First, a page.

Opinion A-G ECJ concerning exclusive jurisdiction of article 22(4) Brussel I

Print this page 17-07-2017
IP10049

Case C-341/16: Hanssen Beleggingen, preliminary ruling OBerlandesgericht Düsseldorf. Opinion A-G Saugmandsgaard Øe


Trade Mark Law. Litigation. The A-G concludes that an action (seeking an order requiring the person formally registered as proprietor of a Benelux mark to make a declaration to the competent authority that he has no entitlement to the mark and that he waives registration as the proprietor of that mark) doesn’t fall under the scope of article 22(4) of the Brussel I Regulation.


The first subparagraph of Article 22(4) of Brussels I, which appears in Section 6 of Chapter II entitled ‘Exclusive jurisdiction’, provides that the following courts shall have exclusive jurisdiction, regardless of domicile: ‘in proceedings concerned with the registration or validity of patents, trade marks, designs, or other similar rights required to be deposited or registered’, the courts of the Member State in which the deposit or registration has been applied for, has taken place or is under the terms of a Community instrument or an international convention deemed to have taken place.

 

The A-G refers in this opinion to the Duijnstee-case (IPPT19831115, ECJ, Duijnstee v Goderbauer). That judgment, which involves proceedings similar to the main proceedings in this case, is of critical relevance here. In that case the Court stated that the exclusive jurisdiction in proceedings concerned with the registration or validity of patents conferred upon the courts of the contracting State in which the deposit or registration has been applied for or taken place is justified by the fact that those courts are best placed to adjudicate on cases in which the dispute itself concerns the validity of the patent or the existence of the deposit or registration. At the conclusion of its reasoning, the Court found in the Duijnstee-case that in that case it concerned neither the validity nor registration of the disputed patents and was confined to the question who was entitled to the patent, which had to be determined on the basis of the legal relationship existing between the parties concerned.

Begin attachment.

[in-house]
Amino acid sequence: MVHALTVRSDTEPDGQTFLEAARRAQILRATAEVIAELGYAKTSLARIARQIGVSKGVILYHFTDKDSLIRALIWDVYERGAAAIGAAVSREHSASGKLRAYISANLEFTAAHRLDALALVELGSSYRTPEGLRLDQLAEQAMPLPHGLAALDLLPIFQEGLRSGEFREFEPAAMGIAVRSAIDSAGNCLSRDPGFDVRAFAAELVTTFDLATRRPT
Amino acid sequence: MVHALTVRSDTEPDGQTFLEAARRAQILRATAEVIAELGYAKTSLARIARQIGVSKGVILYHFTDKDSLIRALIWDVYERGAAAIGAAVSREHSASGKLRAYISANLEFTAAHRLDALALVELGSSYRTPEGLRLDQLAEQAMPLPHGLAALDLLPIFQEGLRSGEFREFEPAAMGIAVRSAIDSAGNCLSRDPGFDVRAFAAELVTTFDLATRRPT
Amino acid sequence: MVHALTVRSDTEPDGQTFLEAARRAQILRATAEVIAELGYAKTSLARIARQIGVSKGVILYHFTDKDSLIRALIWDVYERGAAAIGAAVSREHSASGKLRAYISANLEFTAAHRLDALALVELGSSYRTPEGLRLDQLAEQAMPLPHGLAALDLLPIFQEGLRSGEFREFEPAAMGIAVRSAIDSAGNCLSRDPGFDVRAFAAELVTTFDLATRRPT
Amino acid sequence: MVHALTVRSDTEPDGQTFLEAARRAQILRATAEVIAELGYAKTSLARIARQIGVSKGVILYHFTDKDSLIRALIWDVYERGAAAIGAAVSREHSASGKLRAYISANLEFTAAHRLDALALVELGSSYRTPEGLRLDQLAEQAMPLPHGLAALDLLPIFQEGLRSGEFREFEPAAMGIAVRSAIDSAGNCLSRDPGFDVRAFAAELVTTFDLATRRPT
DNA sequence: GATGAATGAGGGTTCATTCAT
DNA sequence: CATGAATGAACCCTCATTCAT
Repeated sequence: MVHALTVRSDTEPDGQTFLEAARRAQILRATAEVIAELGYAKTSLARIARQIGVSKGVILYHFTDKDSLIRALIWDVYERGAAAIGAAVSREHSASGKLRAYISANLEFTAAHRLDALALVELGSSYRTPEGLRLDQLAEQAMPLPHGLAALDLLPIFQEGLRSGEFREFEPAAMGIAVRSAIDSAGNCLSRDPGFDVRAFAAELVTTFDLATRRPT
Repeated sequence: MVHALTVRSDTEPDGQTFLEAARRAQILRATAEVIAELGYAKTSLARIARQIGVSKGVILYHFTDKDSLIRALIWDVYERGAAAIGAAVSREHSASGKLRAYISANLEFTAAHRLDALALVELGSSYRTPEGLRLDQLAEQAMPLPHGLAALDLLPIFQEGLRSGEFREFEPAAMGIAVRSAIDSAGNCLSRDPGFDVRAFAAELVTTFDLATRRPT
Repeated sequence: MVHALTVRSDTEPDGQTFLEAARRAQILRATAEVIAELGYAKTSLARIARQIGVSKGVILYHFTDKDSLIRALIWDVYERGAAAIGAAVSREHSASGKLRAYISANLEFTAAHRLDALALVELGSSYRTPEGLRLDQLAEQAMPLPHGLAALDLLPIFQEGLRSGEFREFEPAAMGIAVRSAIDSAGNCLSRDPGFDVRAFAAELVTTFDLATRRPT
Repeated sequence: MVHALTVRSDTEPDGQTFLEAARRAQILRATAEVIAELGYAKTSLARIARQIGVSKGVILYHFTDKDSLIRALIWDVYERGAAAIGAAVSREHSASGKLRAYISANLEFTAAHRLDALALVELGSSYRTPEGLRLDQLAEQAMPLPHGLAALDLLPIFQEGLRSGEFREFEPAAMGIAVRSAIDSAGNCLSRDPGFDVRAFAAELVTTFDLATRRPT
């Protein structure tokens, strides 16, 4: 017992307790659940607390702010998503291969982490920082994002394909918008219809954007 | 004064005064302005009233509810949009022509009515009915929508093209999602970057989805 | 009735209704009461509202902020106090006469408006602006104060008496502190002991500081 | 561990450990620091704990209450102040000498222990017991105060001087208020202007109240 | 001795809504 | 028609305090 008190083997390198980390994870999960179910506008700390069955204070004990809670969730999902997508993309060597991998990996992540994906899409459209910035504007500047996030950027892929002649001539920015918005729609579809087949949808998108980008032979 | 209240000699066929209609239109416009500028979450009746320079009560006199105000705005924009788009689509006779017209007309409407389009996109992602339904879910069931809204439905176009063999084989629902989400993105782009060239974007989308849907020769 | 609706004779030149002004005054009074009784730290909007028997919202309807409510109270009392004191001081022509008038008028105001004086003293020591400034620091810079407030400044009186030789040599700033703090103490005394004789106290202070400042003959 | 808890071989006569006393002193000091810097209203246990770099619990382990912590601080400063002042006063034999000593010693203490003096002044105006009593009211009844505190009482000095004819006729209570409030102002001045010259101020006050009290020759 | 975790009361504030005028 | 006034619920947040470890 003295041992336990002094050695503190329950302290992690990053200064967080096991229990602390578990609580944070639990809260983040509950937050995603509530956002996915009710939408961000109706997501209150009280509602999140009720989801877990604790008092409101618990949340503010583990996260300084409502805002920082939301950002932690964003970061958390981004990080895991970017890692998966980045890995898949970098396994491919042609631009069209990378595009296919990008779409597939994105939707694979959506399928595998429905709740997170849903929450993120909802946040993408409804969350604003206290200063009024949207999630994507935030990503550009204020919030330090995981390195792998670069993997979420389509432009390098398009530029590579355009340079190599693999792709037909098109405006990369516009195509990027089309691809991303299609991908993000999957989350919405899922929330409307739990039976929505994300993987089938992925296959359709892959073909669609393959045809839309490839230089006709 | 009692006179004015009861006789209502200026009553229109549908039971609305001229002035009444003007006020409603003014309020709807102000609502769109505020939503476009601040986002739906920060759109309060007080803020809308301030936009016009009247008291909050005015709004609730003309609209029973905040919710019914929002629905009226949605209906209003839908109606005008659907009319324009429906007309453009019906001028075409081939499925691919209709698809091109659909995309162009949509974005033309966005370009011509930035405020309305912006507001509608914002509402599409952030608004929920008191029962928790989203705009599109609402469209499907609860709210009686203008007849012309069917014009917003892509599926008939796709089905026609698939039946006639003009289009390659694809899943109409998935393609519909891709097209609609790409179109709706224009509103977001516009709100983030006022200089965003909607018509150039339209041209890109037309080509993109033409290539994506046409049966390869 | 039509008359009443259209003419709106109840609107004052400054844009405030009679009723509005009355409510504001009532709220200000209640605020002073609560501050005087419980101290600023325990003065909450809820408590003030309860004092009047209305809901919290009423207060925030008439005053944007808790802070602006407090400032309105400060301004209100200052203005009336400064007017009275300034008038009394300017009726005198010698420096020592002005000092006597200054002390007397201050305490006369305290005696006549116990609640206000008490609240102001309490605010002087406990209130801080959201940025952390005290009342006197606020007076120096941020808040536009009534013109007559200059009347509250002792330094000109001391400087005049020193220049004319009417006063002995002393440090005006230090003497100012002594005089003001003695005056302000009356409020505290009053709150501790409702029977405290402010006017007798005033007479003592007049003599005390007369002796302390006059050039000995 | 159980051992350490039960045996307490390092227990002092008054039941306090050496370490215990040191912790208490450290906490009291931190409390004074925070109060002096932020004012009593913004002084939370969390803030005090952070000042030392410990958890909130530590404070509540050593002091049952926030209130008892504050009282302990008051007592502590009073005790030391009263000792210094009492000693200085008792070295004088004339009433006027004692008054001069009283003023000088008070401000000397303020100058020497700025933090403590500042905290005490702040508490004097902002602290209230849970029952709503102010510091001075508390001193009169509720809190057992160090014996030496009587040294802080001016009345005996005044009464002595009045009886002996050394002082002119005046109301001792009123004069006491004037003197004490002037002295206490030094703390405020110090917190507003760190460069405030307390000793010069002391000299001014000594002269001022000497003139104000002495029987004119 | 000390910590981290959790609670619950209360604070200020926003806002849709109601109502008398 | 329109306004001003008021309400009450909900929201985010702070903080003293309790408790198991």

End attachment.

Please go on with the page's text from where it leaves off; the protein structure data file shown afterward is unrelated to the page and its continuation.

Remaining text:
According to the A-G there are four reasons to apply that case to the current case:


1. In the light of the high degree of similarity between Article 22(4) of Brussels I and Article 16(4) of the Brussels Convention, it is necessary to ensure continuity in the interpretation of those two provisions, in accordance with recital 19 of Brussels I. Indeed, Article 22(4) of Brussels I reflects the same system as Article 16(4) of the Brussels Convention and is, moreover, drafted in almost identical terms. According to settled case-law, the interpretation provided by the Court in respect of the provisions of the Brussels Convention is also valid for those of Brussels I whenever the provisions of those instruments may be regarded as equivalent.
2. In the second place, I see no reason not to extend the test established by the Court concerning patents in Duijnstee to proceedings concerning trade marks. The wording of Article 22(4) of Brussels I does not draw any distinction between proceedings concerned with patents and those concerned with trade marks. Furthermore, the concepts of validity, existence, lapse or an alleged right of priority by reason of an earlier deposit are also relevant to trade marks.
3. The instant case does not relate to the trade mark as such but to the identification of its proprietor, which is not concerned with the registration or validity of the trade mark within the meaning of Article 22(4) of Brussels I.
4. The aim of proximity pursued by Article 22(4) of Brussels I does not prevent the main proceedings falling within the scope of the exclusive jurisdiction rule laid down in that provision. The arguments under consideration in the main proceedings, which concern, in particular, the existence of unjust enrichment and the scope of agreements between private parties, is extraneous to the question of the validity or registration of the contested mark. Accordingly, the courts of the State in which the mark has been registered are best placed to adjudicate on such arguments.


Read the opinion here.